The chart above perhaps best illustrates why Australians feel so hard done by when it comes to fuel prices.
It’s hard to believe that just under a decade ago the price of fuel sat at around 80c per litre. Now it’s hit the $1.45 mark, and is unlikely to fall anytime soon.
This is perhaps why there is so much attention on the Australian Competition and Consumer Commission's latest tussle with the two supermarket giants. This time it’s not about food, it’s about fuel.
Consumers have come to rely on the fuel discounts offered by Coles and Woolworths as a means of buffering the rising cost of petrol. That's why the ACCC's decision to cap discounts for the sake of improving competition is so controversial.
There are a couple of points missing from this debate. And they will likely frustrate consumers much more than an enforced cap on fuel discounts. Despite our frustrations on fuel costs, it turns out Australians are actually getting a rather good deal with petrol prices. We’re not beating the US, but we’re up there.
So good news, right? We’re not being taken for a ride on fuel prices. Or are we?
Funnily enough, the rise of discount fuel dockets has also fallen in line with another trend, the extension of fuel retailers' pricing cycle. As we all know, fuel prices change every day. In one cycle, they typically peak at a maximum price for a set limit of time and then also trough at a minimum price as well.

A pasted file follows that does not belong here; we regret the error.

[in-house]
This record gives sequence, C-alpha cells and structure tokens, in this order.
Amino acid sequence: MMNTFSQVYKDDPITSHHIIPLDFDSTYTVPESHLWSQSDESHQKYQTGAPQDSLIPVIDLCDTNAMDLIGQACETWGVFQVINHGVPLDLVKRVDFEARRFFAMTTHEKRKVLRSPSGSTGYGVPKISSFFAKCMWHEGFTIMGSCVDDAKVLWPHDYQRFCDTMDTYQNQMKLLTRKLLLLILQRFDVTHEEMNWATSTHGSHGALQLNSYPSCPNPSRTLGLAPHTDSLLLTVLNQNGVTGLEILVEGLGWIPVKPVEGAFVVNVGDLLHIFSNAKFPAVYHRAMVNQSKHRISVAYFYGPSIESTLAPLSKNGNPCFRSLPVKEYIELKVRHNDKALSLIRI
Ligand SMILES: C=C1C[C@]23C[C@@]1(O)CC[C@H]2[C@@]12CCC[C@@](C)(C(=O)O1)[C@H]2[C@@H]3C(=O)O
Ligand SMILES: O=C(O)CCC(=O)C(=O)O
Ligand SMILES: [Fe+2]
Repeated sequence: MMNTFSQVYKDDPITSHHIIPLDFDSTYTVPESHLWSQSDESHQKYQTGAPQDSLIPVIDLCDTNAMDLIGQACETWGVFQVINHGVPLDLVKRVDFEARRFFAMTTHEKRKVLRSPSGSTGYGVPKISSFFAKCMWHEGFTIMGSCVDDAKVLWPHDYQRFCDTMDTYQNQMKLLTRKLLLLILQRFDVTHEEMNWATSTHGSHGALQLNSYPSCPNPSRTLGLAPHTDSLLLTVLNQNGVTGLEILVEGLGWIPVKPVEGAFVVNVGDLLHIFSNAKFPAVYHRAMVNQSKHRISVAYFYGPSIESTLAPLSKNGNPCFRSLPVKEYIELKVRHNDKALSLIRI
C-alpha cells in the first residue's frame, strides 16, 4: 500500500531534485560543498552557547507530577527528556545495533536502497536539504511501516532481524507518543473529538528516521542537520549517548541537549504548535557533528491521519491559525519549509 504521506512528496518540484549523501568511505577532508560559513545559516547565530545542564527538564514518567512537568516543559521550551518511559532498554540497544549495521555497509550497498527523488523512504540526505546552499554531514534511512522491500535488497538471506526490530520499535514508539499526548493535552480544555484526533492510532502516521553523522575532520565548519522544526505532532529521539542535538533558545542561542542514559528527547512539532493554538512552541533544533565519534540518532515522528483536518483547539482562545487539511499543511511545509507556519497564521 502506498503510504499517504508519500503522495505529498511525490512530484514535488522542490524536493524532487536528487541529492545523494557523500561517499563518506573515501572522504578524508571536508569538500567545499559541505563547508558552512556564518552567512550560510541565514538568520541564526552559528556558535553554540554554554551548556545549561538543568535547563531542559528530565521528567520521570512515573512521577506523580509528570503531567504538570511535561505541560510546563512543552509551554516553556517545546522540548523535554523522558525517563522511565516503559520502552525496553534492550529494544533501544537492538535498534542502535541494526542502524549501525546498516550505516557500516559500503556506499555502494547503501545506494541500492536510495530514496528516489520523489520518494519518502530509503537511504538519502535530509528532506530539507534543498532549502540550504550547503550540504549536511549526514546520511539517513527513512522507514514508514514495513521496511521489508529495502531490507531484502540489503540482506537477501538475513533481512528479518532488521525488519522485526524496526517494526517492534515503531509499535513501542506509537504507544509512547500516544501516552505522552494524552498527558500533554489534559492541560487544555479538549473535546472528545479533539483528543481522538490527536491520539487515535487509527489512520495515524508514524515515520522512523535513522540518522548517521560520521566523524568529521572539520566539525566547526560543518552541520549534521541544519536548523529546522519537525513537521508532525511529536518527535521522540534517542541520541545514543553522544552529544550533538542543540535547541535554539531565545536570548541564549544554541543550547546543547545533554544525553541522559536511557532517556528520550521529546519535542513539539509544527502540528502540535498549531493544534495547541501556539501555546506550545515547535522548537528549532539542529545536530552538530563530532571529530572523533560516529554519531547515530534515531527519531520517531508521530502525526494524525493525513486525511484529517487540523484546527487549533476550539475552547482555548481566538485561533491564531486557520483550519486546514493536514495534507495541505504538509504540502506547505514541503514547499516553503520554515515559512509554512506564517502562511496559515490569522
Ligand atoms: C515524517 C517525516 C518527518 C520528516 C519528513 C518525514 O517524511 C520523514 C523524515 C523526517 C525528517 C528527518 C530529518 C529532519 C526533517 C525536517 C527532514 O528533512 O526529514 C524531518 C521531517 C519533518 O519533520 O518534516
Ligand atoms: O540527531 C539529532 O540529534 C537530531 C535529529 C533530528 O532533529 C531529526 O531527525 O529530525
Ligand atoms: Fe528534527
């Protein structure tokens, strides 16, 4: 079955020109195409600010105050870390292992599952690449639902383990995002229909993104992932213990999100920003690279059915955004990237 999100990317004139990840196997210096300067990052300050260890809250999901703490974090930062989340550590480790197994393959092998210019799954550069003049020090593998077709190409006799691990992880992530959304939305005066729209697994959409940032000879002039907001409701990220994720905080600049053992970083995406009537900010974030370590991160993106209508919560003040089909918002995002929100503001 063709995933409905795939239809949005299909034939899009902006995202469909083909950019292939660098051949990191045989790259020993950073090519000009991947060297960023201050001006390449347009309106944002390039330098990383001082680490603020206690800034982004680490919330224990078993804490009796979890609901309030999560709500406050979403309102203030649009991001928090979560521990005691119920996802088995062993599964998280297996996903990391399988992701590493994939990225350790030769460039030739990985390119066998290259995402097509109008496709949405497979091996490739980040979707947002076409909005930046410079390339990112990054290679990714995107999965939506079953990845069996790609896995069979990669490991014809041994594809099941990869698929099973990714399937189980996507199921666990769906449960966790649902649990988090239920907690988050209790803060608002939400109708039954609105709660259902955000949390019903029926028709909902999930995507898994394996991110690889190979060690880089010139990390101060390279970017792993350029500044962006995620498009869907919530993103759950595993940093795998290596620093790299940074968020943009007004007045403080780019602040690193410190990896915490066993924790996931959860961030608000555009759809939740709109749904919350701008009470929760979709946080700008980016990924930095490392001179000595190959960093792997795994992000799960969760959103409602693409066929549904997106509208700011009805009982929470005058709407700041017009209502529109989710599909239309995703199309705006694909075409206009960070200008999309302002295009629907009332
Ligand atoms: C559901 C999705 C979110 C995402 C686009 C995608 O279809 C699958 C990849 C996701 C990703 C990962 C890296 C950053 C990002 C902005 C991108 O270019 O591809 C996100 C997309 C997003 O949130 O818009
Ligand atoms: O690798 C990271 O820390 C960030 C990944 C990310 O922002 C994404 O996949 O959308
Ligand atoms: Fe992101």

Back in 2009, fuel typically peaked and troughed over a seven day cycle. As a result motorists learned to fill their car up on a weekly basis.
Now, according to analysis from the ACCC, that cycle has stretched out to an average of 15 days. (Except in Perth, where the average cycle length has reduced from nine days in 2009 to seven days in 2013.)
Now, if you fill up your car once a week and attempt to time it to the trough in the price cycle, you’ll still end up paying at least once during a peak period and once during a trough.
The ACCC hasn’t drawn a line between the rise of fuel discount dockets and the extension of the pricing cycle, as fuel docket discounting started long before the peaks and troughs smoothed out.
As a result, it could be argued that what the majority of motorists would save through fuel discounts is subsidised by those who fail to fill up during a trough price period.
Even if this isn’t the case, the system isn’t very transparent. According to the ACCC, Perth is the only capital city that actually has a weekday where petrol is cheaper. In case you're wondering, the ACCC says it's Wednesday. Everywhere else, the price varies from day to day, and there isn’t a clear winner, contrary to numerous media reports on the matter.
Australia has some of the cheapest fuel prices in the world, but that doesn’t necessarily mean we have the fairest.
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